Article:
Feeding the spirit - Albuquerque Journal

Feeding the spirit

Copyright © 2021 Albuquerque Journal

Joy Harjo talks about “Poet Warrior, A Memoir” at 7 p.m. Tuesday, Oct. 5, at the National Hispanic Cultural Center, 1701 Fourth St. SW. Her lecture is free and open to the public, but tickets must be reserved in advance at nhccnm.org. It is the 10th annual Rudolfo and Patricia Anaya Lecture on the Literature of the Southwest.


Compassion, empowered women and the many faces of love provide insights into the poems and remembrances in Joy Harjo’s memoir “Poet Warrior.”

Reading the book is a magical ride.

“Blending many elements – I think that’s how my life is,” said Harjo, Muscokee/Creek, who is entering her third term as the U.S. poet laureate. “Most writers I know are tremendously writerly with everything focused on literary study, etc. My life is not like that.”

Harjo is widely known for her writing – poetry, children’s books, memoirs, and fiction. She sees writing and music meshing with everything else in her life – her large family, her politics, the environment.

“I have to think of it as one large story field all fitting together,” she said in a phone interview from her Tulsa, Oklahoma home. “It’s representative of how I move and think. Poetry is part of everything else. Right now, poetry is doing the heavy lifting.

“And I love all kinds of music,” she continued. “Lately I’ve been teaching myself piano, guitar.”

On her recent album, “I Pray for My Enemies,” she performs her compositions on saxophones, flutes and bass.

“Poet Warrior,” the second memoir in a planned trilogy, contains recollections of family, colleagues and mentors she thinks of as challenges rather than hardships.

“Writing about them is always difficult until the writer has a bent for it,” she said. “When I write about different things I try to keep a perspective of compassion. We never know the whole story.”

Poetry and stories are stitched together throughout the memoir. In the opening part, “Ancestral Roots,” Harjo writes a poem of hopefulness about a Girl-Warrior who “will learn how to make/Right decisions by making wrong ones…You will find yourself again.”

Harjo speaks about her mother “who loved words, especially the way they could move with music. …” in her songwriting and her poetry.

Harjo recalls as a youth finding a poem of Emily Dickinson’s she liked to read aloud : “I’m Nobody! Who are you?/Are you – Nobody – – Too? /Then there’s a pair of us!”

Harjo loves the biblical psalms, which she considers poems. Psalm 23, “The Lord is My Shepherd,” “was a prayer poem of protection. …The rhythm quickens and I imagine a leader who loves me…” she writes.

The part titled “Becoming” shows the author’s hunger for ritual during her coming-of-age; she believes ritual creates belonging. In the part “A Post-Colonial Tale,” Harjo writes that she didn’t plan to be a poet. She began to write poetry at the same time she was creating art and attending feminist events with other Native students of the University of New Mexico’s Kiva Club. The seed of her poetry had come from the Old Ones in her tribal nation in Oklahoma. It emerged when she was with fellow Indian artists at school in Santa Fe before blossoming with friends in the Kiva Club. Hearing Simon Ortiz of Acoma Pueblo read his poetry led Harjo to use poetry as a tool for justice. His work brought her to the poetry of Leslie Marmon Silko of Laguna Pueblo, resulting in Harjo writing a poem about Navajo activist Alva Mae Benson and then produced an interest in several African poets.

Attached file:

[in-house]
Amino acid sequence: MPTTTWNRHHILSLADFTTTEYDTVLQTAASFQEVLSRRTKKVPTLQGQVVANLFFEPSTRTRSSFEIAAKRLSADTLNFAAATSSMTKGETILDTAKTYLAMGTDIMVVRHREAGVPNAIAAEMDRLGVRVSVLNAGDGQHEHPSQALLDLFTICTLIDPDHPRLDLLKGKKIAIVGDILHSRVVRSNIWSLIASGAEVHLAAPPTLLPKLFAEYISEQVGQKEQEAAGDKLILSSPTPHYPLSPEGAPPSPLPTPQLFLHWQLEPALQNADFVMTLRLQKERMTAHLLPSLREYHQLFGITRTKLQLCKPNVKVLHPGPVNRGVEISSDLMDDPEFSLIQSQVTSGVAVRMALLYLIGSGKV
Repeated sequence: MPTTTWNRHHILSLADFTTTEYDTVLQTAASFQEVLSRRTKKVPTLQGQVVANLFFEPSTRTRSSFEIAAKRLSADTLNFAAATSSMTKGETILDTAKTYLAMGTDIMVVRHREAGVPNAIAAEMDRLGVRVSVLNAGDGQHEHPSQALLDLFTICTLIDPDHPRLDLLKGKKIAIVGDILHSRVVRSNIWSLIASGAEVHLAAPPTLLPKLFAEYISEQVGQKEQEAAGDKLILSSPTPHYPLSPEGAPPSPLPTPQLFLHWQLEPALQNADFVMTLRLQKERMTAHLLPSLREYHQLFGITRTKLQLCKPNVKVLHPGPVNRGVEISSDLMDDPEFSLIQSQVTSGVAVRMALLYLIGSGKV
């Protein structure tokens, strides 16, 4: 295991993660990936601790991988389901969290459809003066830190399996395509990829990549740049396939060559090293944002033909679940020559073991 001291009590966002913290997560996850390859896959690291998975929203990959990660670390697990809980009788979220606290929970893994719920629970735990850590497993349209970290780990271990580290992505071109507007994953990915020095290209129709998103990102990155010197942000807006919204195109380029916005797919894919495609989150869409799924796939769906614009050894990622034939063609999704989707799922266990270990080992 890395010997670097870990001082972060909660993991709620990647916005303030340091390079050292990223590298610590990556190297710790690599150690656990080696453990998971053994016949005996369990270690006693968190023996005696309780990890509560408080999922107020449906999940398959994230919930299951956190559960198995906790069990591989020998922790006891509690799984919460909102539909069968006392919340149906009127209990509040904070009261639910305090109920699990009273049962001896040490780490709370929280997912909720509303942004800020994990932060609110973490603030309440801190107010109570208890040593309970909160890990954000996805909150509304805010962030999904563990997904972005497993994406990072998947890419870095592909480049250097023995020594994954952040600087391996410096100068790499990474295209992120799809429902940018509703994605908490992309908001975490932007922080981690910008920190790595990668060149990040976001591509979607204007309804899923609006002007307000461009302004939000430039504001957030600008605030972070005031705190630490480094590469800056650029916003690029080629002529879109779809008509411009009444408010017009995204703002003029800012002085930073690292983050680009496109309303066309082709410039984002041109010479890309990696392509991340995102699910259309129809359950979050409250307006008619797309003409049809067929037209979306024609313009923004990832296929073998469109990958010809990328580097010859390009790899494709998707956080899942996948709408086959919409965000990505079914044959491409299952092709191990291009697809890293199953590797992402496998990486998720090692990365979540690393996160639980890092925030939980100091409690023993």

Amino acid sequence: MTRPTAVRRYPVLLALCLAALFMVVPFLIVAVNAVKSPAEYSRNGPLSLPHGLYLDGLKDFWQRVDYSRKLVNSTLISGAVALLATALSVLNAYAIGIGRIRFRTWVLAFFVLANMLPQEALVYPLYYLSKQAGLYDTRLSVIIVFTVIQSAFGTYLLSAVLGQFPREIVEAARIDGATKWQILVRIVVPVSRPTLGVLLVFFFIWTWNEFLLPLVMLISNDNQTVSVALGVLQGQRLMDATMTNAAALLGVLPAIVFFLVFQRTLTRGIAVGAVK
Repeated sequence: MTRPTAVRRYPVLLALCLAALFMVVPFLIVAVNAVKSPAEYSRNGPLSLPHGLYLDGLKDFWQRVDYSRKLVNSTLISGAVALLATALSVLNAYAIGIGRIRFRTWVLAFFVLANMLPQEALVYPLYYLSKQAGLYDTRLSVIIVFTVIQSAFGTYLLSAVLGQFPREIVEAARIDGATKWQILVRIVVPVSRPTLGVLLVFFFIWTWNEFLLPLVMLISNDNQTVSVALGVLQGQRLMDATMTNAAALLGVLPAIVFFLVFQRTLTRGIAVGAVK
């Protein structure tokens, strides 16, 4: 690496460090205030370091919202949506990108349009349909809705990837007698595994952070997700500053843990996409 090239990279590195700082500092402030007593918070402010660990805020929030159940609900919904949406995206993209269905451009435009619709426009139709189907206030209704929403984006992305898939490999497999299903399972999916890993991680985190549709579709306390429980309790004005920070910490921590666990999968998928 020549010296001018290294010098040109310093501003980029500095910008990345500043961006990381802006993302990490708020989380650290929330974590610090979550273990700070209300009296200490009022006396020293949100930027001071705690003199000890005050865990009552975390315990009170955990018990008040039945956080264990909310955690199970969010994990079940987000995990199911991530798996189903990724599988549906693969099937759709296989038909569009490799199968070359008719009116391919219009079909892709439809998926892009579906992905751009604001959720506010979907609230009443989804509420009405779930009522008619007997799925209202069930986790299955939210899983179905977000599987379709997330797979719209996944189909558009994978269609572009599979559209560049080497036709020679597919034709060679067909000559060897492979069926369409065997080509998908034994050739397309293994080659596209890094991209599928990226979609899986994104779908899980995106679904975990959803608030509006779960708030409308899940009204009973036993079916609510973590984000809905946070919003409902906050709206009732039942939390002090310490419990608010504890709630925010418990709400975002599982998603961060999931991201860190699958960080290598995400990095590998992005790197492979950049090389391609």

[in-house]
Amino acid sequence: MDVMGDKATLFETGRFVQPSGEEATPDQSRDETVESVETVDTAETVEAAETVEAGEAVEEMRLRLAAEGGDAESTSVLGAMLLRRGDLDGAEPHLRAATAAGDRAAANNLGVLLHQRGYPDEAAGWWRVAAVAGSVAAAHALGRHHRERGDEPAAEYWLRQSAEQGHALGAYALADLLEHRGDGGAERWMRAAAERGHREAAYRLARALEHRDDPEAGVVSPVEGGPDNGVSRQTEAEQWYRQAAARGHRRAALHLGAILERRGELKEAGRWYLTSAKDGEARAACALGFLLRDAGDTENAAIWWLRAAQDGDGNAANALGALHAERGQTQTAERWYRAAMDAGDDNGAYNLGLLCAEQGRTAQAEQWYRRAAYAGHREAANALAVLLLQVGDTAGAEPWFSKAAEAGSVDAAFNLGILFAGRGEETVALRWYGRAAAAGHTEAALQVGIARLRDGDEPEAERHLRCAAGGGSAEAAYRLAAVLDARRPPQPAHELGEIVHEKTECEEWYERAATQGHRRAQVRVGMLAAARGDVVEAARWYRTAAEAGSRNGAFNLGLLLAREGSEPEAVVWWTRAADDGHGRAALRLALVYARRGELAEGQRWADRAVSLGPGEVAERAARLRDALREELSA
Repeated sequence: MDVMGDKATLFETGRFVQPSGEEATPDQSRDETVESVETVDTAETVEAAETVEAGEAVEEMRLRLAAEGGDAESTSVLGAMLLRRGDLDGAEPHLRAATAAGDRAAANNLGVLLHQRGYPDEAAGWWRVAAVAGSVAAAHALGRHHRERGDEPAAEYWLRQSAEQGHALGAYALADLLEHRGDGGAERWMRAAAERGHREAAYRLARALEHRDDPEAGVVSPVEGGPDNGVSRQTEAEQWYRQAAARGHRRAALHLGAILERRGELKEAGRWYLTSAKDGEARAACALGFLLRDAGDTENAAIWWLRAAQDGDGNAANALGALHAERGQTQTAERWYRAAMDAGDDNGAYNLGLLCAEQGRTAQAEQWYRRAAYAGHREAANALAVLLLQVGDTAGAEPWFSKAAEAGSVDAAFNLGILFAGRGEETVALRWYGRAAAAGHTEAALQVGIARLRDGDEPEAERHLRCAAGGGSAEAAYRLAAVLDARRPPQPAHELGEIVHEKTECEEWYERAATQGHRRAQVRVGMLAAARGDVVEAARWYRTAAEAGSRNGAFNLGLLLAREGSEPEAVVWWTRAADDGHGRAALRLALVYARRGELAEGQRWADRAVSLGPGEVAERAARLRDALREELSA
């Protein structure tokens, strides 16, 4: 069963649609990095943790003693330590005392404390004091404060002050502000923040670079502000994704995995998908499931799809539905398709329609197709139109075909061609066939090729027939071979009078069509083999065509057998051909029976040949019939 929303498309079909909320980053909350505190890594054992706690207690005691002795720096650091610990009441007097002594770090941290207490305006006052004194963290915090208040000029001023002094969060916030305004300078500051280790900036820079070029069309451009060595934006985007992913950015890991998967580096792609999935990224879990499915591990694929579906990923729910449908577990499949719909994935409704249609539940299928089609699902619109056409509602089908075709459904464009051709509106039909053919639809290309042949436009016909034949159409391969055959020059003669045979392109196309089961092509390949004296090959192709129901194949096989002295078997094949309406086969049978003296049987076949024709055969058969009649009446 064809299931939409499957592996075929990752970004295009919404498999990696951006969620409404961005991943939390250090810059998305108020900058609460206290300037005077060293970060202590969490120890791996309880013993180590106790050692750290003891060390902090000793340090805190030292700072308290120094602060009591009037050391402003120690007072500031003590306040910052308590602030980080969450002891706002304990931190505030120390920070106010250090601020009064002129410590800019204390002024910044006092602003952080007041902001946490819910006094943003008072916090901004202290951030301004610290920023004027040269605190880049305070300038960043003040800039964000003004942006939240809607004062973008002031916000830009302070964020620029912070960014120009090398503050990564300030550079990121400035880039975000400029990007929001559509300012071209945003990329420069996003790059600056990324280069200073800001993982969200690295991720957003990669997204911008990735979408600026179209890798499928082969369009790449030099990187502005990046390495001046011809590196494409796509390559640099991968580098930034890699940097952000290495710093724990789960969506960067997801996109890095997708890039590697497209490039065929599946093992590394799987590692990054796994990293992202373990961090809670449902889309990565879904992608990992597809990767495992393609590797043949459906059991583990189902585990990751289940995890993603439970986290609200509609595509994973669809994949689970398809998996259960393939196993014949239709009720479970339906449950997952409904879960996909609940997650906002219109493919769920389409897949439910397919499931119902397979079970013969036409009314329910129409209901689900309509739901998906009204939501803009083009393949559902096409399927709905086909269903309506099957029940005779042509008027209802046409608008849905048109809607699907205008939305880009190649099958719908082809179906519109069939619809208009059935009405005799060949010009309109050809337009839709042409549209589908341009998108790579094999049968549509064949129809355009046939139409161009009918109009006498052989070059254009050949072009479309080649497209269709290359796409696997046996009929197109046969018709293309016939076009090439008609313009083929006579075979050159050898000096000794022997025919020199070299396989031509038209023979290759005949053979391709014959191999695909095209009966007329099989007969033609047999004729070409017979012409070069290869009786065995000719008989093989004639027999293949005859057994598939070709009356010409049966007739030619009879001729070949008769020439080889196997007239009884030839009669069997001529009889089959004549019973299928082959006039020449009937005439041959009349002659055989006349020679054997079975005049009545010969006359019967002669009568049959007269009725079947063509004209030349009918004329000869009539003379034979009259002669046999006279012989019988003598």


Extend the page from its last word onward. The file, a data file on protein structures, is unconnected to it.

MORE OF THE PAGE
• • •

Sandra Cisneros’ publisher identifies her lively, compact new book, “Martita, I Remember You,” as a story. Reviewers call it novella.

“Novella is fine with me because it has a density you find in a novel. To me, it doesn’t qualify as a short story,” Cisneros, a MacArthur Fellow, said in a phone interview from her home in San Antonio, Texas. The book’s narrator is Corina, nicknamed Puffina, a Mexican-American from Chicago who dreams of becoming a writer sitting in Parisian cafes just as Americans had done in the 1920s. However, during the short time Puffina is in the French capital, she runs out of money, sleeps where she can find an empty pad and barely survives a frigid winter.

Sandra Cisneros will be in conversation with Carmella Padilla about “Martita, I Remember You” at 6 p.m. Sunday, Sept. 12 in a Zoom event through collectedworksbookstore.com

The most memorable passages are the vignettes of the friendships Puffina develops – lovingly remembered in correspondence years later – with two other young women leading hardscrabble lives – Martita, from Argentina, and Paola, from Italy.

Cisneros said the novella originated with a trip she made to the City of Lights, and that there’s some of her in all three female characters. She hopes readers will think of “Martita,” as relevant to current immigrant issues in the United States.

The book has a dual language title. In English it’s “Martita, I Remember You.” In Spanish, “Martita, te recuerdo.” Cisneros feels it’s the right time to publish a bilingual book for adults. “We are now understanding the public and how many Latinos buy books,” she said.

Cisneros’ famous 1984 novel “The House on Mango Street,” is one of the choices for the current National Endowment for the Arts’ Big Read. At the same time, “Mango Street” is being adapted into an opera. Cisneros is writing the libretto and Derek Bermel(cq) the music.

Sandra Cisneros will be in conversation with Carmella Padilla about “Martita, I Remember You” at 6 p.m. Sunday, Sept. 12 in a Zoom event through collectedworks bookstore.com

Albuquerque Journal and its reporters are committed to telling the stories of our community.

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